Creating a good customer experience helps you stand out
When you think of the biggest brands in the world, what’s one thing they always seem to have in common? They offer great service. As it would turn out, that’s no coincidence. In fact,
Think about Apple and Amazon, two of the biggest companies in the world. Both are well known for their exceptional service. In Amazon’s case, it’s pretty much what set the company apart in the early days and helped them become a market leader.
Really, there’s one reason a good customer experience helps your brand stand out: When someone has a good experience, they tell other people about it. In fact, on average, when someone has a good experience, they’ll tell around seven people. The more people hear positive reviews, the more your reputation grows. As a result, the likelier they are to do business with you.
Improving your customer experience
Now that you know why it’s important to invest in your customer experience, I wanted to share a few high-level tips you can use to start improving right away. Depending on your team, product, resources, and goals, some of these tactics may make more sense than others.
Listen and take action
It may seem simple, but listening is one of the most powerful ways to create a better customer experience. Take customer feedback seriously and act on it when possible. When you show you’re actively investing in your customers, they’ll be more likely to invest in you too.
These days, most customers are pretty savvy. Because of that, they don’t always want to wait around to get answers to questions or be limited in the actions they can take on their own. Because of that, it’s important you create resources that empower customers to help themselves. Consider things like knowledge bases and other self-service tools.
Review your effort
As the saying goes, “if you can’t measure it, you can’t improve it.” Though there isn’t one specific customer experience metric you can measure, there are a few that can clue you into how you’re doing. Things like customer satisfaction, net promoter score, and customer effort score are all good options to track to get a better idea of where you’re excelling in the customer experience and areas you can improve.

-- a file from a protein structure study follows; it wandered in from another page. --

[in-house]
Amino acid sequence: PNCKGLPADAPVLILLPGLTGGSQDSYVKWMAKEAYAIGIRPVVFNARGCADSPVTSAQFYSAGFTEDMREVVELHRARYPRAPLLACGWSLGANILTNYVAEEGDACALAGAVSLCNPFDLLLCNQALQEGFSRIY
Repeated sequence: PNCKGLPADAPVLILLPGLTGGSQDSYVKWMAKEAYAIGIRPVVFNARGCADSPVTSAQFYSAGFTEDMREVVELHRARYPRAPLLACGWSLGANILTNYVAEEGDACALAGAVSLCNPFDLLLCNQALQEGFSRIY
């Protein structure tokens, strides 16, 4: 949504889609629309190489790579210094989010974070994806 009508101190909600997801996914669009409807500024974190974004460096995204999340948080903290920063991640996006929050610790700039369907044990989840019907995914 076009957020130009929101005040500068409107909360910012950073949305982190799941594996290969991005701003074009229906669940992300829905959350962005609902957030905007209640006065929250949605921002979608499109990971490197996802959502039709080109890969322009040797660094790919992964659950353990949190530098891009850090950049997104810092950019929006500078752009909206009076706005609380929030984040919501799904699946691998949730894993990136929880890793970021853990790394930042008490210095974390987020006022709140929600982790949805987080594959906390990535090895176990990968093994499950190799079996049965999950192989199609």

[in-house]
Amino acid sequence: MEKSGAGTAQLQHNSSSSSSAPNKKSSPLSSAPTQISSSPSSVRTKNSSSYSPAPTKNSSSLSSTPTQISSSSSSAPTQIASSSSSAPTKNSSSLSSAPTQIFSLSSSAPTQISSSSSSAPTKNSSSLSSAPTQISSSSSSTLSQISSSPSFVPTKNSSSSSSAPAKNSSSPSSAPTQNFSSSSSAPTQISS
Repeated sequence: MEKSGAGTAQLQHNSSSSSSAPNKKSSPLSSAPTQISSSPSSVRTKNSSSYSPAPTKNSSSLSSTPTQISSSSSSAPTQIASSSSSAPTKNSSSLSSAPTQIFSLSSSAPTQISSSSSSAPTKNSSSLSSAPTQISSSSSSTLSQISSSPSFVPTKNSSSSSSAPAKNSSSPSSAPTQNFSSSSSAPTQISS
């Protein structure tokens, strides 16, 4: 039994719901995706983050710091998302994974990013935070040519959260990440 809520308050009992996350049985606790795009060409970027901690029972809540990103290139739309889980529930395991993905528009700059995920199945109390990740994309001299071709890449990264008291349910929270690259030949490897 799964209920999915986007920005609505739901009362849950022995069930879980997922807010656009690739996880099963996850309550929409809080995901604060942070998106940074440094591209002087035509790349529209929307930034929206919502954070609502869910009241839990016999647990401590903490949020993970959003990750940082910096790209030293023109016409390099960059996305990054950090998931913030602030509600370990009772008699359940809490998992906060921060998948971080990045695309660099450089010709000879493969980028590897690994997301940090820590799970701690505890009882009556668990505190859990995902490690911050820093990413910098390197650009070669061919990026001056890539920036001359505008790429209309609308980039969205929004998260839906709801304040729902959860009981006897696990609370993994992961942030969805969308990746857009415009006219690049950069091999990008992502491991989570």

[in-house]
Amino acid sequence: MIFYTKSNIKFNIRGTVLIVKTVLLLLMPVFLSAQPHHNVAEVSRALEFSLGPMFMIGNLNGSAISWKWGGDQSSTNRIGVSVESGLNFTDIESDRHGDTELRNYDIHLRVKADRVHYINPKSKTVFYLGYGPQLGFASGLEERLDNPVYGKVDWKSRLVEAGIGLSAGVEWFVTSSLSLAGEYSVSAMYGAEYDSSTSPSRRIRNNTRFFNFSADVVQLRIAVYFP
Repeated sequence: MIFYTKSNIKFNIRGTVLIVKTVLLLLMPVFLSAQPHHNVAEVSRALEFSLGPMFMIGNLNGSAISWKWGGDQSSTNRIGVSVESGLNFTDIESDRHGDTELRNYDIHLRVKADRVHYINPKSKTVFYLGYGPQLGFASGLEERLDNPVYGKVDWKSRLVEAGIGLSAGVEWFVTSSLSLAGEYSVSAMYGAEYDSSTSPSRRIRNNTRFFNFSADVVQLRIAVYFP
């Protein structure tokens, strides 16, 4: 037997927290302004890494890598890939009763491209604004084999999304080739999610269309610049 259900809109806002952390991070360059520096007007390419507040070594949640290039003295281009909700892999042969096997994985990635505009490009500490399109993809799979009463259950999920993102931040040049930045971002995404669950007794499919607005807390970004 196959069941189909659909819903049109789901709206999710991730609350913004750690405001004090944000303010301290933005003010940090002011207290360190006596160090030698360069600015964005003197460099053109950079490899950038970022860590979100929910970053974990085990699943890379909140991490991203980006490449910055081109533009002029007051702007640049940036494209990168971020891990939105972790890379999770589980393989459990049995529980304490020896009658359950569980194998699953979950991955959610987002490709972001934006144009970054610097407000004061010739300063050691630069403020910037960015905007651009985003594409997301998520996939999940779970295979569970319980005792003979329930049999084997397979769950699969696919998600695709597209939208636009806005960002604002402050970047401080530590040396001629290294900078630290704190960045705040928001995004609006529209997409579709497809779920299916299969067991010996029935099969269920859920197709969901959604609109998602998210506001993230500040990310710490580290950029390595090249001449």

Personalize the experience
One of the best ways to make a memorable and positive customer experience is through personalization. When you’re able to tailor a message to address someone’s needs, it makes them feel seen. It also makes them more receptive to the message. In fact,
Investing in the future
Even if the floor isn’t currently lava, the past few years have certainly shown the possibility is always just around the corner. In those times, it’s important to be prudent and focus on areas that are most likely to have a positive return on investment. In our books, there’s no safer bet than customer experience.
Improving your customer experience positively impacts your business in growing your bottom line, reducing costs for others, and even increasing your brand awareness. And that’s all without needing large amounts of capital investment. When you consider all those factors, it becomes very clear you could hardly make a better choice.
About the author: Jesse is a content marketer at Help Scout. After years of working in customer service and writing freelance, he made the switch to writing full-time and now spends most of his days writing about customer service and daydreaming about cheeseburgers and assorted pastries.